The Hidden Cost of Medical Tourism

Without proper regulation or oversight, medical tourism can end up costing the public, rather than being a source of income for hospitals.

Ronny Linder
Ronny Linder
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Ronny Linder
Ronny Linder

Israel’s booming but shadowy medical tourism industry has started raising the attention of regulators, including the Israel Tax Authority and the Health Ministry, who are looking into claims that top doctors demanded sums beyond what the hospital officially charges medical tourists.

But the lack of regulation in the industry also affects the patients themselves. The story of Eva [not her real name], a cancer patient from Nigeria, is one example of how things can go wrong.

Eva, 42, has been hospitalized for almost a month in the internal medicine department at Bnei Zion Medical Center, Haifa, in serious condition. Eva ended up at the hospital without advance coordination, and the hospital had no idea how serious her condition was when she arrived.

Yet Eva is not receiving the operation she thought she’d come for, as doctors there determined that her condition was too serious, and the money the family raised isn’t enough for her treatment.

Her daughter, Maria, says her mother – who was hospitalized in Nigeria last October – hired a medical tourism company from Haifa via a relative who's an orthopedic surgeon.

“The goal was to carry out a laparoscopic operation, which practically doesn’t exist in Nigeria. They do only open surgery [in Nigeria], and there’s only one hospital that carries out laparoscopic operations, and it’s very expensive,” explains Maria.

The family sent CT scans and MRI test results to the company in Haifa, and was told that the treatment would cost $17,000. “We pulled together money from friends and family, and barely made that sum. We were already in tough financial straits after the months of hospitalization,” says Maria.

Eva came to Israel accompanied by her daughter and her surgeon relative, and was sent to the Bnei Zion emergency room. “She arrived with no coordination with us from the medical tourism company, and without receiving our approval in writing in advance,” said a senior official at the hospital. “An informal inquiry might have been conducted for her, but we always make sure an agreement is in place – in order to protect ourselves from complications – and we receive a formal opinion regarding treatment before approving. This is the first time a patient arrived via the emergency room without advance coordination.”

As soon as Eva was admitted, it was clear she was in serious condition.

“She was very sick,” says the official. Eva had CT scans and two biopsies, which determined that she had a cancerous growth large enough to make a stomach operation too complicated. Doctors considered sending her to Rambam Medical Center (also in Haifa) for the operation, but she was too sick to be moved.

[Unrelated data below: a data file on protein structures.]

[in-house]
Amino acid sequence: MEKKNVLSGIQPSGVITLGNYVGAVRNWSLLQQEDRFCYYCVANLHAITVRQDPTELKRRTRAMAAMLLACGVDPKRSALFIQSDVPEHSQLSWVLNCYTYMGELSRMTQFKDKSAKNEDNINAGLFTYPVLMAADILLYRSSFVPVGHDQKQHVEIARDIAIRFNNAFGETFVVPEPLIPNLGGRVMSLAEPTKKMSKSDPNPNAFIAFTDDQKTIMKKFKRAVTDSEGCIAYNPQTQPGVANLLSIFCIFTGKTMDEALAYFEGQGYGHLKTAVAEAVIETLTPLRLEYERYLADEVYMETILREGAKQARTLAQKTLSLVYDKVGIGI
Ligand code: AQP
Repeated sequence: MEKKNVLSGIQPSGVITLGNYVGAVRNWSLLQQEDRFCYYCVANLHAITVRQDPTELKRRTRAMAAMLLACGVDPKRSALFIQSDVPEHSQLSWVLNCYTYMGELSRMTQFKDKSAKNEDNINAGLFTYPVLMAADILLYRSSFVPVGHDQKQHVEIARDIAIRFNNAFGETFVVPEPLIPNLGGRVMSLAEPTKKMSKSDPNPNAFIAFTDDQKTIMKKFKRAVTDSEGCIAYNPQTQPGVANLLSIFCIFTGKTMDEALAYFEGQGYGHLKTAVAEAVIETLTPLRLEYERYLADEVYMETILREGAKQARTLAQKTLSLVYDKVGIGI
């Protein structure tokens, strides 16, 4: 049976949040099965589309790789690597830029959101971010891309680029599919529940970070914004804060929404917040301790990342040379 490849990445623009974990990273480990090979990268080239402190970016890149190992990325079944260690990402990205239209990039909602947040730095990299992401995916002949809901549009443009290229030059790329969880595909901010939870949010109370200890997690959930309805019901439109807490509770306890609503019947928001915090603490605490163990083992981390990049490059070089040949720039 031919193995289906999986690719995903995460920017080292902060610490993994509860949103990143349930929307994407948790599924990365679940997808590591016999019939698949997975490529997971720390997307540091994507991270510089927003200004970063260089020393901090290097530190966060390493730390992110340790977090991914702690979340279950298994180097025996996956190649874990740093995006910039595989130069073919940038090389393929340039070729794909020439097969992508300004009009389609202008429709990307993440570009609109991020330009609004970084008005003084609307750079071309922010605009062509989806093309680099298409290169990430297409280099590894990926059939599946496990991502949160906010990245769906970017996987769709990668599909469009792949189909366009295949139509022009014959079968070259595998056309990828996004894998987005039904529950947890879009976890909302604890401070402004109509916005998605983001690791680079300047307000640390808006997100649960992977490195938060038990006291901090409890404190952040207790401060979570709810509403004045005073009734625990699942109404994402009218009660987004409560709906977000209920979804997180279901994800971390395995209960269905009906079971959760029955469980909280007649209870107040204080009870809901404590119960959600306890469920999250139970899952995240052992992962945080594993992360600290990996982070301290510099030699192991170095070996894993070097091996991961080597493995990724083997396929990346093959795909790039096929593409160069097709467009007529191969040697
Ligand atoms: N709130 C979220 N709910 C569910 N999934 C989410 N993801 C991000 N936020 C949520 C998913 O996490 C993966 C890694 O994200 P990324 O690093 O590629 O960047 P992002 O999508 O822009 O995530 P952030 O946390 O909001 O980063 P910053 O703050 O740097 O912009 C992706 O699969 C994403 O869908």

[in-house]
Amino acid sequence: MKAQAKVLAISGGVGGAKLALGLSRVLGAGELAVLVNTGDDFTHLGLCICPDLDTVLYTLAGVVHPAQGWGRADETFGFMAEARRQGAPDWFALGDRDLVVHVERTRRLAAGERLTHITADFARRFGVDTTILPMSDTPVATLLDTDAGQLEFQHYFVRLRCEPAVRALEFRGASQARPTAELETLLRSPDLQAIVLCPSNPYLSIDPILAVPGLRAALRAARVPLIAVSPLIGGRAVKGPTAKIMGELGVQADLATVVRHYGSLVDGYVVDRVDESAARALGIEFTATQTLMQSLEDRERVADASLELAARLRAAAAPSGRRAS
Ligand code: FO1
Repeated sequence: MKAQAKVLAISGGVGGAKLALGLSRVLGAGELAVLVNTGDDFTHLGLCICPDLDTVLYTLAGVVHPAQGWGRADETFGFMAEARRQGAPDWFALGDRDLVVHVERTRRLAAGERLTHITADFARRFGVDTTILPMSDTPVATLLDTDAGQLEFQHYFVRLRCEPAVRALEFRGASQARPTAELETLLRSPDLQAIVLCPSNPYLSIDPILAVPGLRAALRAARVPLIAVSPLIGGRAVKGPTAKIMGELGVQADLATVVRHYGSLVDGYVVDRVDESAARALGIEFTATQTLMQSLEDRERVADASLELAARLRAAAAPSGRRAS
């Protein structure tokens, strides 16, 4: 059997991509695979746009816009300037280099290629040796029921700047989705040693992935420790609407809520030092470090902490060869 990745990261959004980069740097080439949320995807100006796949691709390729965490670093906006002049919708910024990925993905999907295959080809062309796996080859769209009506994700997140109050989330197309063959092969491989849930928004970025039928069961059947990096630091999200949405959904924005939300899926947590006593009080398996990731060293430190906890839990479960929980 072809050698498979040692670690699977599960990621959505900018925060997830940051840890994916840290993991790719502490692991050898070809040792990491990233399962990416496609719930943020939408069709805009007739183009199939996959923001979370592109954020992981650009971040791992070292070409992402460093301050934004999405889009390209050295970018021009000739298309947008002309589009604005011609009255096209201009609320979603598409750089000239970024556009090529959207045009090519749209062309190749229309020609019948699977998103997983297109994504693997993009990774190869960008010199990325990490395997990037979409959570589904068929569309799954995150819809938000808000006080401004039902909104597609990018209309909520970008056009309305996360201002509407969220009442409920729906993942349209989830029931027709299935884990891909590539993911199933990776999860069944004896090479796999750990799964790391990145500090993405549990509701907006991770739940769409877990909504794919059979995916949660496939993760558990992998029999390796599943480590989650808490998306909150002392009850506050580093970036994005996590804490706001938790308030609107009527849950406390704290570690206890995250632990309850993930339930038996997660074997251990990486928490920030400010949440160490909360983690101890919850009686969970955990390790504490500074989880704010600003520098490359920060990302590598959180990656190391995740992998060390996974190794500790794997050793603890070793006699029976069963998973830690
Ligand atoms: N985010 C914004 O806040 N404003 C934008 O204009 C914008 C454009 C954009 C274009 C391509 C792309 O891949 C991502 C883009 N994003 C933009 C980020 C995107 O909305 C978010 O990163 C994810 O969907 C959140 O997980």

So Eva stayed hospitalized in Bnei Zion, and the family’s money soon started to dry up.

“We paid $14,000 for the tests and the hospitalization, and we realized our money wouldn’t be enough," says Maria. "The company demanded we pay $21,500, but we don’t have any more money.”

In the meantime, Maria checked out of the hotel where she was staying and is now sleeping next to her mother in the hospital.

“We found out that the hospital doesn’t even do these kinds of [laparoscopic] operations, and then we were told that the growth was very big and couldn’t be operated on. So why did we come to Israel?” asks Maria rhetorically.

Ultimately, the hospital came to a compromise with Eva’s agent, under which the company would bear the cost of Eva’s hospitalization.

Yet such cases demonstrate how medical tourism, when conducted without proper regulation or oversight, could actually pose a burden on public funds and the health system, instead of being a source of money for the hospitals.

The Health Ministry, which both owns and oversees Bnei Zion, was shocked to hear about the case. “This case is almost certainly not the only one of its kind, and this could even be a phenomenon that expands if we don’t hold the medical tourism companies responsible,” said Health Ministry director general Ronni Gamzu.

Asked whether the hospitals are protected in any way against medical tourism patients showing up without coordination and without proper funds, Gamzu noted that hospitals are required by law to treat patients regardless of their means.

The Health Ministry is looking into the option of suing medical tourism companies for damages, he added.

In response, the CEO of the medical tourism company stated that a doctor had prepared a report on behalf of Eva, and that it had been reviewed by two experts. The company had recommended that she undergo some tests and possibly surgery at a private hospital, not at Bnei Zion.

Eva ended up at Bnei Zion's emergency room at the request of the doctor accompanying her because she showed signs of dehydration following the flight to Israel, said the CEO.

He noted that Eva is still receiving medical treatment, even though she isn’t paying for it.

Some department heads in Israel's hospitals are in fact fictitious appointments. Credit: Hagai Frid

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